The NHS in Scotland admitted unlawfully keeping organs after an investigation into organ retention at Alder Hey hospital in Liverpool. Around 6,000 organs and tissues were kept by Scottish hospitals between 1970 and 2000, many from children.
But the Crown Office, which conducted an investigation into Gary’s death and burial, still maintains that there is no evidence of criminality or unlawful organ retention. Gary had been born with Rhesus disease, a condition where antibodies in a pregnant woman's blood destroy her baby's blood cells. Her third son, Steven, was also born with the condition. She lost another son, Bruce, to cancer in 2006. Mrs Reid said Steven will carry on her campaign for justice.
Families ‘held to ransom’
Foysol Choudhury MSP said: "When something as tragic as the death of a baby happens, as happened to Gary when he was just days old in 1975, Scotland should be ensuring that families are given the compassion and care that they deserve. Instead, Lydia has been left battling for over 40 years to get answers to her questions and, recently, to get Gary's remains back from the Crown Office and NHS so that he can finally be laid to rest.
"Lydia was thankfully given a concession in her case and the Crown Office agreed to transfer Gary's items back to Lydia, whilst still leaving the option of a Victim's Right to Review open to her. However, like Lydia, I am concerned that other families are being put in the same predicament and feel like they are being held to ransom.
"Questions need to be answered for Lydia: why has Lydia been battling for 48 years on this issue, why have the Crown Office and Police Scotland not provided greater support for Lydia and why did it get to the point where I as an MSP had to get involved? I will be asking the First Minister some pressing questions about Lydia's case and other affected families."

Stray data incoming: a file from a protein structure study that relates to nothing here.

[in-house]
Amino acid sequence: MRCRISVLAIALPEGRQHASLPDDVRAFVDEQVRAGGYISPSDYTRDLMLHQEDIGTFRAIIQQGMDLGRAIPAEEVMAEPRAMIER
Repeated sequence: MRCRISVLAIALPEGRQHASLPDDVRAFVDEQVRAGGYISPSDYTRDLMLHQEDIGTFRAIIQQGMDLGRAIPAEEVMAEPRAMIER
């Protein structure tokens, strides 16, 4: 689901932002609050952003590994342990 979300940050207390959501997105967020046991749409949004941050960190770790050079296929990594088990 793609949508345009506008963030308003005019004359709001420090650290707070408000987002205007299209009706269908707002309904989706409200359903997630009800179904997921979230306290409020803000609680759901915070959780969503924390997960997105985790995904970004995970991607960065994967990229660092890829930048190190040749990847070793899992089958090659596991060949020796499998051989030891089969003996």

Lindsey Miller, deputy crown agent at the Crown Office and Procurator Fiscal Service said: “The investigation by the Crown Office and Procurator Fiscal Service (COPFS) into the birth, death and burial of Gary Paton has now concluded.
“COPFS hope that the completion of the investigation provides comfort and reassurance to Ms Reid and to the family of Gary Paton who suffered a devasting loss and our thoughts remain with them. This has been an extensive and thorough multi-agency investigation which included independent scientific reviews and examinations from a wide range of specialities.
"All independent experts were consistent in concluding evidence indicated that Gary was buried, and that there was no criminality or evidence of unlawful organ retention identified. COPFS was responsible for undertaking the investigation to establish the facts of this matter and provide Ms Lydia Reid with answers sought. The Lord Advocate has offered to meet Ms Reid in person to answer any questions that she may have and discuss the conclusion of this investigation.”